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Why it always helps to put things into perspective.
Longer-term readers may recall an old column where I indulged in some patting of my own back for figuring out the culprit of a persistent leak in my kitchen ceiling (when more than one professional had not).
If one learns anything from reading classical literature, it’s that the gods don’t much like it when you get too pleased with yourself, and that their punishment can be unrelenting. Thus, subsequent to that self-celebration mentioned above, I’ve had at least two more rounds of “Now it’s fixed.” (No, it wasn’t.) “NOW it’s fixed.” (Nope.)
So it was that, during a windy little rainstorm this past week, a day or two after the latest multi-thousand-dollar fix had been completed, I found myself once again stepping into my kitchen in between reading cases to fiddle with towels and buckets. Also to snap photos for transmission to the roofer/contractor who’s overseen the last few stages of this never-ending project.
Now, there have been times during this saga when the recurrence of the thought-we-fixed-it leak has induced fits of rage and/or despair. Especially when the most recent fix had been particularly pricey, and there wasn’t much left in the bank to fund another attempt anytime soon. This time, however, rather than feeling like ripping my hair out in fistfuls, I found myself more motivated to laugh, if bitterly, than anything else.
It could be because my financial situation has improved to the point where I don’t have to wait a few months before I can afford to fix something else. Or it could be that there are a diminishing number of physical aspects of that part of the house that haven’t been repaired/replaced yet; sooner or later there won’t be anything left that could possibly still be defective.
More from the author: Physician Burnout: Often Diagnosed, Never Treated
It’s at least partially that, when you’ve been through an unpleasant situation enough times, you get accustomed to the point that it doesn’t quite seem as bad as it once did. Especially if, while it’s happening, other, worse things are happening-in your own life, that of friends or family, heck, even the news. Eventually, things fall into perspective.
This also works in reverse. If someone tells you that voice-recognition technology isn’t perfected yet, you might not even shrug in response. If you start using voice-rec to enter your text messages and emails, and have its errors trip you up multiple times each day, your response might be a knowing nod. If you’re working at a pay-per-case job in diagnostic radiology, where it messes with virtually every report you generate (making you look foolish to referrers and even costing you productivity), you might just erupt into a frustration-venting “you’re telling me?!??” tirade.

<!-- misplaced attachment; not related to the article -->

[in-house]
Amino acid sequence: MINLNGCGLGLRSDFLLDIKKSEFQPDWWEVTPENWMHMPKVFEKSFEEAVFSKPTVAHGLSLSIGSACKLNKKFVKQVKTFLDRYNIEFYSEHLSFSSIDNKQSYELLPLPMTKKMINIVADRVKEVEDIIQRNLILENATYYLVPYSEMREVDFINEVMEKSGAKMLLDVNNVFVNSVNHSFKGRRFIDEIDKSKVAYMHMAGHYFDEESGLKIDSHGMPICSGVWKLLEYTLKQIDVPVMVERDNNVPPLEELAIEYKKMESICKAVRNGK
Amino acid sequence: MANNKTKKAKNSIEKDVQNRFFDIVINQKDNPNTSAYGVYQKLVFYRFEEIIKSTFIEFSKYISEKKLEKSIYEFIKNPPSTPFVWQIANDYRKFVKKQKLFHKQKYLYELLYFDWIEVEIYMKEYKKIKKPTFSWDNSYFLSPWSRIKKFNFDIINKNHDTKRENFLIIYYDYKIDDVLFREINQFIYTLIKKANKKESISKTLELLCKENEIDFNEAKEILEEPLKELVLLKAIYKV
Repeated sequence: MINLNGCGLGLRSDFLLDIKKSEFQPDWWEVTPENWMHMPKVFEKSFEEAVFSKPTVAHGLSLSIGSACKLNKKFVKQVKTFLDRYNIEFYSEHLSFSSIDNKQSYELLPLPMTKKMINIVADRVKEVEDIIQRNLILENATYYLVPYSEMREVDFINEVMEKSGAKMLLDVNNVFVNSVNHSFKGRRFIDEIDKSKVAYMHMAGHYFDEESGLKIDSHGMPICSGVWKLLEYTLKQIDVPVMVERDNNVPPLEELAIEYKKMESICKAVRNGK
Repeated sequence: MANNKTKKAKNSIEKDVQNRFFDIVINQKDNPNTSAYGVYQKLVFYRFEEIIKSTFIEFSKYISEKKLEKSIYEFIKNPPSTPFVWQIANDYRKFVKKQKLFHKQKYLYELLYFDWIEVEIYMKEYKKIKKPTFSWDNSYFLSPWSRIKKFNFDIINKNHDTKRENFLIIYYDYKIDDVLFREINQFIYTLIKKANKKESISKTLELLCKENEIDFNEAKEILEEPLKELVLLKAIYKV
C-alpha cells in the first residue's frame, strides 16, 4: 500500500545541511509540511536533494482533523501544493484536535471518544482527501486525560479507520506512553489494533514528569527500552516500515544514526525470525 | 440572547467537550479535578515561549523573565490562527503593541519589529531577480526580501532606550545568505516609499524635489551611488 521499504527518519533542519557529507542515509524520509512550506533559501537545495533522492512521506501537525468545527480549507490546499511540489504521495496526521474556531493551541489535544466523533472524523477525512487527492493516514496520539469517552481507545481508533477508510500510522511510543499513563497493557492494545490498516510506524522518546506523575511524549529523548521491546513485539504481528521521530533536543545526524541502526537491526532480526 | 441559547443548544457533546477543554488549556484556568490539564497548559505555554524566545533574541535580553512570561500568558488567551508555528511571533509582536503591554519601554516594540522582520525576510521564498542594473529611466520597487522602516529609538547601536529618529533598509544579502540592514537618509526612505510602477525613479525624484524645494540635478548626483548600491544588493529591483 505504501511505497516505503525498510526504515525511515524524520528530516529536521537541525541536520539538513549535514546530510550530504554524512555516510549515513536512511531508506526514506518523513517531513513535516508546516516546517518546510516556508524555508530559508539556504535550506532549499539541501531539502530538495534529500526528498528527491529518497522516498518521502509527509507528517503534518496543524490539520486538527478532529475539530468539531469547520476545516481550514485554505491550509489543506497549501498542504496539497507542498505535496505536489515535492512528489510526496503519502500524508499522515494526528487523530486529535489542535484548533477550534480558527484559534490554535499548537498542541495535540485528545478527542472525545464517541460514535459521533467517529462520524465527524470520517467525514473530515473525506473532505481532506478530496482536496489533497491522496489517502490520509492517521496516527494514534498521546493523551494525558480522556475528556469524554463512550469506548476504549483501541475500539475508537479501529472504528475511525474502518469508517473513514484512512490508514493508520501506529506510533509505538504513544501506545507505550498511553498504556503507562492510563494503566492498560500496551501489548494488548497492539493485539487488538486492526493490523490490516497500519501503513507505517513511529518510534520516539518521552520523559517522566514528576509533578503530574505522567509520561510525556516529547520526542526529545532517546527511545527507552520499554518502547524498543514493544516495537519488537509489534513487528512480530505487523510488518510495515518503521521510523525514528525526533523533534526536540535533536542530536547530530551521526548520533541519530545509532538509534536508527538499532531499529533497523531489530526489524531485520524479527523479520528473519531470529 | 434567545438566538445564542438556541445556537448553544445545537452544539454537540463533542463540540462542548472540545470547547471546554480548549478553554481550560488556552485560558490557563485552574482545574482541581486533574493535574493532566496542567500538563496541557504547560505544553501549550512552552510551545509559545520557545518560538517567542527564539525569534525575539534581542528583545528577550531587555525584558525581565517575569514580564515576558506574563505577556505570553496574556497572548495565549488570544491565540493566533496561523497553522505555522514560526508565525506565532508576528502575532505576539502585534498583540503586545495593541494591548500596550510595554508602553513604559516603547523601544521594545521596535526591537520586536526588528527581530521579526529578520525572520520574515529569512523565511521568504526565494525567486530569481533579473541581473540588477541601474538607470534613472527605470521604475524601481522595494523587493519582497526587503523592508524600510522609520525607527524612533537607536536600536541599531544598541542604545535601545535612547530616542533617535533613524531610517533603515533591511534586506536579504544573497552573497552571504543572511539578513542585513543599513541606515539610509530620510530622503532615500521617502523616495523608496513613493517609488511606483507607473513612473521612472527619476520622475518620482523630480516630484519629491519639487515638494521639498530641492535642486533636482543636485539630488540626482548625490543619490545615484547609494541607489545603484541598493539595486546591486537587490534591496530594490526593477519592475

Getting good and buried in the daily grind, one is bound to develop a list of pet peeves and personal demons. If only X, Y, and Z weren’t factors, surely the workday would be a pleasure-except either they aren’t going anywhere, or X does magically vanish but now one starts to notice that W is pretty irritating, too. Get down to the nitty-gritty of any situation, and the longer you operate at that level, the more its molehills start to look like mountains.
Fortunately, no matter how looming and terrible such things can seem when in the thick of them, it’s easy enough to put them back in perspective. Standing back from the situation-whether it’s a stroll out of the reading-room or a vacation half a world away-can work like a charm. Of course, that requires not taking your work with you; if you’re still dwelling (let alone fuming) on the frustrating minutiae of your job while you’re supposed to be thinking about other things, your perspective really isn’t changing, is it?
Keeping things in perspective isn’t a matter of intensive self-reflection or brilliant epiphanies. Thoughts like “At least you’ve got your health” can seem downright trite. That doesn’t detract from their truth, nor should it diminish their value in this venue. Which would you rather have, for instance: A constant daily battle with faulty voice-recognition, or a refractory case of hypertension that will ultimately threaten your heart, brain, kidneys, etc.? (One might argue that battling with voice-rec can ultimately bring about the elevated pressure, I suppose.)
Similarly: Feeling hassled with workplace politics or other maladaptive conditions in your hospital or imaging center? Consider how much less fun it would be to work construction. Odd hours, inclement conditions, etc.
Related article: Great (or Not Quite So Great) Expectations
Did you just receive word that there won’t be much (or any) of a bonus this year? That the latest rejiggering of RVUs stands to unjustly punish your personal bottom line? True, it’s never much fun to see your income take a hit-but at least you’re in a field where doing your job probably means you’ll get to keep it. As opposed to some business-world gig where the wrong guy gets promoted to VP and summarily replaces you, if not your whole division.
If all else fails, you can always go for the largest-scale perspective possible: How utterly massive the universe is, how insignificant you really are by comparison, and thus just how much less important your daily woes are in the grand scheme of things. (The “Galaxy Song” from Monty Python’s The Meaning of Life does a fun little job of pointing that out, if you haven’t seen/heard it lately.)